How to cite: Salinas, N., Cosio, E., Tito, R., Roman-Cuesta, R. M., Nina, A., Boza, T., Cruz, R., and Pedraza, M.: Fine-root biomass and soil properties across Peruvian forests , EGU General Assembly 2022, Vienna, Austria, 23–27 May 2022, EGU22-10791, https://doi.org/10.5194/egusphere-egu22-10791, 2022.

Núria Roca et al.

Snowbed ecosystems in temperate mountains are threatened by surrounding chionophilous grasslands, triggered by the longer growing season and higher temperatures induced by climate change. Such vegetation shift would imply future changes in edaphic biogeochemical processes that could modify CO2 emissions. To assess the role of snowbeds in terms of carbon storage, we sampled three soil profiles along the snowmelt gradient under different vegetation types (grassland and snowbed) and species (the dwarf shrub Salix herbacea and the dominant grass at plot level) in three non-calcareous Pyrenean localities. We measured soil organic carbon (SOC), pH, bulk density and texture. The soils studied were characterized by low pH and high total soil organic carbon (TOC), which is more abundant at early snowmelting profiles and at the topsoil. Soils on shales had the highest TOC mean values and the lowest variability (10.7%±0.11 at the topsoil), although no significant differences were observed between plots under different vegetation types. SOC stock was between 18-46 MgC·ha− 1 at the first 5 cm of early snowmelting topsoil with Salix herbacea, whereas at the late snowmelting topsoil with grasses it was between 17-37 MgC·ha− 1. Our results show that TOC is mainly explained by the situation along the snowmelt gradient, soil depth, and parent material, and suggest that changes in snow cover duration will translate into higher TOC accumulation in current snowbed patches.

How to cite: Roca, N., Illa, E., Pla, R., Guinot, M., and Ninot, J. M.: Topsoil SOC stocks in Pyrenean snowbeds, EGU General Assembly 2022, Vienna, Austria, 23–27 May 2022, EGU22-13269, https://doi.org/10.5194/egusphere-egu22-13269, 2022.

Soil structure & function

Moritz Laub et al.

It is crucial to understand what influences the dynamics of soil aggregates, because soil organic matter (SOM) stabilized inside aggregates is the fraction of SOM that is most susceptible to anthropogenic activity. Yet, there is a lack of numerical process models that include the dynamics of aggregate formation and breakdown and to date, no model represents the important connection between microbial carbon use efficiency (CUE) and aggregate formation. Here, we introduce a model of microbially mediated aggregate formation, which includes litter-stoichiometry and -quality dependent CUE and simulates soil aggregate formation facilitated by the microbial excretion of binding substances. The model is evaluated against measured data of microbial biomass, SOM content and intra-aggregate SOM from a long term bare-fallow experiment in a tropical sandy soil, which was subject to plant litter addition of different qualities. The benefit of simulating aggregates in a model of SOM dynamics is assessed by comparing it against a version that does not, both being separately calibrated to the same dataset. Our results show that the developed model can effectively represent the microbial growth response that follows litter addition and the formation as well as the delayed breakdown of soil aggregates, after the microbial growth peaked. As shown by a higher modelling efficiency and a lower Akaike information criterion, the model version that includes aggregate formation outperforms the one that does not in the simulation of total organic carbon, total N and for the decomposition of litter. Additionally, it can represent the temporal dynamics of C stored in the silt and clay fraction. Yet, while the model could capture the temporal dynamic of aggregates as a result of litter quality, the amount of C in aggregates in the control treatment without litter addition was underestimated. Our results suggest that aggregate formation is an important process that could be included into SOM models to improve the simulation of both aggregated and non-aggregate pools. However, the underestimation of aggregate C in the control could be a hint, that abiotic aggregate formation may be a relevant factor, especially in low input systems, and may also need to be included.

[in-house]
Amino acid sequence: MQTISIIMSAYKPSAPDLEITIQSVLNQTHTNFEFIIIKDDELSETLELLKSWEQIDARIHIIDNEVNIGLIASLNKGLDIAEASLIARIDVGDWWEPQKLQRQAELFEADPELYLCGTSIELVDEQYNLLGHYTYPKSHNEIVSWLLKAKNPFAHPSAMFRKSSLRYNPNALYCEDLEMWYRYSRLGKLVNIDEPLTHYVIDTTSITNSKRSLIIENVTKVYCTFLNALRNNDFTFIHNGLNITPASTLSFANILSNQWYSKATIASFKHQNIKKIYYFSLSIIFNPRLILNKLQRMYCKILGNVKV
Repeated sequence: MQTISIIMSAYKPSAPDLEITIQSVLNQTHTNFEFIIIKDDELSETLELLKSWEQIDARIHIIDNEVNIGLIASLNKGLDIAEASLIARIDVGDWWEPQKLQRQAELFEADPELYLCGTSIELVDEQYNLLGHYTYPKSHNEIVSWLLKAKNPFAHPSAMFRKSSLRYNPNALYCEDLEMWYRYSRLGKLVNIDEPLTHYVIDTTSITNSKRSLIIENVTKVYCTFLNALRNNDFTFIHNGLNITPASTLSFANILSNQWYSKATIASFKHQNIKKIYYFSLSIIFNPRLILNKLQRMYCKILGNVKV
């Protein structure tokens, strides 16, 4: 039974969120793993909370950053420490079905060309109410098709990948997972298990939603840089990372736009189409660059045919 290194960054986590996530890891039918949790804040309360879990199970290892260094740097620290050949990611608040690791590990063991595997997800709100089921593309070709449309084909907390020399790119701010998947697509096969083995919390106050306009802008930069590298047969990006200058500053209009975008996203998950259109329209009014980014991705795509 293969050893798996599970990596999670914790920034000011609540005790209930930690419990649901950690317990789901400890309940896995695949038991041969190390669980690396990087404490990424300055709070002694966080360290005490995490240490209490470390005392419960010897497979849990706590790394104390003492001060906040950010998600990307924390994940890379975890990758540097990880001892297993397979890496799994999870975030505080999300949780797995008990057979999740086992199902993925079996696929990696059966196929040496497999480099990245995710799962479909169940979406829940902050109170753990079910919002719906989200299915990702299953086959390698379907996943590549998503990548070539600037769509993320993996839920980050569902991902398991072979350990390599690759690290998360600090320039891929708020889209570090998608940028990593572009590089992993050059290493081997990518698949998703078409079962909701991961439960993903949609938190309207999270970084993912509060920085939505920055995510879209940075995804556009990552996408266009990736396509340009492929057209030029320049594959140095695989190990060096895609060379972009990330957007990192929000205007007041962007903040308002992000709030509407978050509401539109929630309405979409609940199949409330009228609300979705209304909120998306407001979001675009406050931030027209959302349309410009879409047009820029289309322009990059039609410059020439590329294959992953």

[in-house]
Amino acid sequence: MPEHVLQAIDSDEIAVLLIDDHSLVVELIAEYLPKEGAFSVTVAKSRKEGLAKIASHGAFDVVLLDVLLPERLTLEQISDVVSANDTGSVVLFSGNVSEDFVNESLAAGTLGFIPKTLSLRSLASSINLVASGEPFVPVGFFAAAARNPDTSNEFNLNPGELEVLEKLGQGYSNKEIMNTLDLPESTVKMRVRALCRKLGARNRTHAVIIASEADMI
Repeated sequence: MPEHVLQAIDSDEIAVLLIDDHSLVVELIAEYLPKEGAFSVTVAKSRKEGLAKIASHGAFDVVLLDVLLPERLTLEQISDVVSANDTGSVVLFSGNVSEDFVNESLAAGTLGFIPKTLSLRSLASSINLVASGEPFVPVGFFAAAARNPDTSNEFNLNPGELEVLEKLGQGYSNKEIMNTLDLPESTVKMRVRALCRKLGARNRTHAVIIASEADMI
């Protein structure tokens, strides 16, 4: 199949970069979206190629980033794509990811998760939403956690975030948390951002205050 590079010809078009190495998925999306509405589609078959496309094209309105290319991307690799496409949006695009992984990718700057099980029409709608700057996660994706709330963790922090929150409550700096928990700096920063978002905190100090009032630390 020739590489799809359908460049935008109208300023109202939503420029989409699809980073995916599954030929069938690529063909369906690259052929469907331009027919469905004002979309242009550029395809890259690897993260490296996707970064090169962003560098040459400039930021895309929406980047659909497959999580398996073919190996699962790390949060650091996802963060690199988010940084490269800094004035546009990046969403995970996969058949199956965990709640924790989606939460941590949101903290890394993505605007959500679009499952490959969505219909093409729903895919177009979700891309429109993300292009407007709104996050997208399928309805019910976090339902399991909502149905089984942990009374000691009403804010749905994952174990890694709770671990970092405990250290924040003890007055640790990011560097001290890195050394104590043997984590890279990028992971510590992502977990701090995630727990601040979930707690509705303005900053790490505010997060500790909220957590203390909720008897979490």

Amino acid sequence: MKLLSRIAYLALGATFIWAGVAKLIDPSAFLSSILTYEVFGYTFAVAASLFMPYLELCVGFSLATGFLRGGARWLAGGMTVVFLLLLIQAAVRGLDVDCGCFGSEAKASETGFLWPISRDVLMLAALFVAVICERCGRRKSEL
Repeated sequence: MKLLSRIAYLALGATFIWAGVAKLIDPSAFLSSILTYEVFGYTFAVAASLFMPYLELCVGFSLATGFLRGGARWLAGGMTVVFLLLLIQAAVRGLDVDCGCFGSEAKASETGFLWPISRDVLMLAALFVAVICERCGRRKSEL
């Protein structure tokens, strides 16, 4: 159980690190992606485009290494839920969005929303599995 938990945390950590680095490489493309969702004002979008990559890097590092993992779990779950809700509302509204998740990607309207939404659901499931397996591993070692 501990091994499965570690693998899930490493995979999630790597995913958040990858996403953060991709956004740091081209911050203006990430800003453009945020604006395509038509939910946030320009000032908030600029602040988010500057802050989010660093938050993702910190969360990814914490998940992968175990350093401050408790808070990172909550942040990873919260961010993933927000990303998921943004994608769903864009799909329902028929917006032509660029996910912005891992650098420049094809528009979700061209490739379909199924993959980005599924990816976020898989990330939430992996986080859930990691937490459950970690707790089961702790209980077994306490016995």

How to cite: Laub, M., Blagodatsky, S., Van de Broek, M., Schlichenmaier, S., Six, J., Kunlanit, B., Vityakon, P., and Cadisch, G.: A numerical model for microbially mediated soil aggregate formation considering the effect of crop residue quality, EGU General Assembly 2022, Vienna, Austria, 23–27 May 2022, EGU22-5224, https://doi.org/10.5194/egusphere-egu22-5224, 2022.

Ulrich Weller et al.

The increasing demand for food and bio-energy gives need to optimize soil productivity, while securing other soil functions such as nutrient cycling and buffer capacity, carbon storage, biological activity, and water filter and storage. Mechanistic simulation models are an essential tool to fully understand and predict the complex interactions between physical, biological and chemical processes of soil with those functions, as well as the feedbacks between these functions.

We present a systemic soil model to simulate the impact of different management options and changing climate on the named soil functions by integrating them within a simplified system. The model operates on a 1d soil profile and integrates different processes including dynamic water distribution, soil organic matter turnover, crop growth, nitrogen cycling, microbial activity, and root growth.

We present the main features of our model by simulating a long-term field experiment and comparing the simulation results with measured data on yield, carbon, nitrogen and microbial biomass. Additional simulations on soil tillage show the relevance of soil structure for the main soil functions. This is possible due to the dynamic water submodel, which allows for a non rigid pore structure.

To evaluate the simulation results, we propose a combination of our mechanistic modelling with an indicator-based approach for a dynamic soil function evaluation.